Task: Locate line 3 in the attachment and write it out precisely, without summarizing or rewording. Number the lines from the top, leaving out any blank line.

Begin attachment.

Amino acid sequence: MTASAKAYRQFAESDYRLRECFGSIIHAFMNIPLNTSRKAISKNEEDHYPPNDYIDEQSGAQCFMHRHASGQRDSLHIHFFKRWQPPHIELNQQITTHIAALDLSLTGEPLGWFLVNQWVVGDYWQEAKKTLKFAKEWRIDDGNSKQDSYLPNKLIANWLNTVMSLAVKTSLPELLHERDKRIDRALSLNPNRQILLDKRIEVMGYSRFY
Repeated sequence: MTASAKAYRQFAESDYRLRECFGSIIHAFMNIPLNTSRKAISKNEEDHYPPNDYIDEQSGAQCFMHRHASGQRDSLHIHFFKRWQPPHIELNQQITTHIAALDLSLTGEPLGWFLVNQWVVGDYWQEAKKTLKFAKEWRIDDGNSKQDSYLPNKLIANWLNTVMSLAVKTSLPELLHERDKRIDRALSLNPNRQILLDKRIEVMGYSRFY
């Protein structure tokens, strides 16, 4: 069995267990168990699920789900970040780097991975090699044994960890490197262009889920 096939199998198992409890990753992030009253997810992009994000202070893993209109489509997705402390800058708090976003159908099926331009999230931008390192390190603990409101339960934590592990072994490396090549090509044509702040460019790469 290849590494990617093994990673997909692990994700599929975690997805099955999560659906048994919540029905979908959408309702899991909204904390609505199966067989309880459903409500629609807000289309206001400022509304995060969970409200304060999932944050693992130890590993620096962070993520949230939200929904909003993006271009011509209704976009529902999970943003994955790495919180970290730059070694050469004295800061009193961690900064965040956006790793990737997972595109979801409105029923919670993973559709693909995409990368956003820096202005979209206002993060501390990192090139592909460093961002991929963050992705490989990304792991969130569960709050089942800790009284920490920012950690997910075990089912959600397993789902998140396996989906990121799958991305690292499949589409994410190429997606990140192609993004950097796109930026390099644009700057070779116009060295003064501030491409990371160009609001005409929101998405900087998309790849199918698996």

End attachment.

């Protein structure tokens, strides 16, 4: 069995267990168990699920789900970040780097991975090699044994960890490197262009889920 096939199998198992409890990753992030009253997810992009994000202070893993209109489509997705402390800058708090976003159908099926331009999230931008390192390190603990409101339960934590592990072994490396090549090509044509702040460019790469 290849590494990617093994990673997909692990994700599929975690997805099955999560659906048994919540029905979908959408309702899991909204904390609505199966067989309880459903409500629609807000289309206001400022509304995060969970409200304060999932944050693992130890590993620096962070993520949230939200929904909003993006271009011509209704976009529902999970943003994955790495919180970290730059070694050469004295800061009193961690900064965040956006790793990737997972595109979801409105029923919670993973559709693909995409990368956003820096202005979209206002993060501390990192090139592909460093961002991929963050992705490989990304792991969130569960709050089942800790009284920490920012950690997910075990089912959600397993789902998140396996989906990121799958991305690292499949589409994410190429997606990140192609993004950097796109930026390099644009700057070779116009060295003064501030491409990371160009609001005409929101998405900087998309790849199918698996």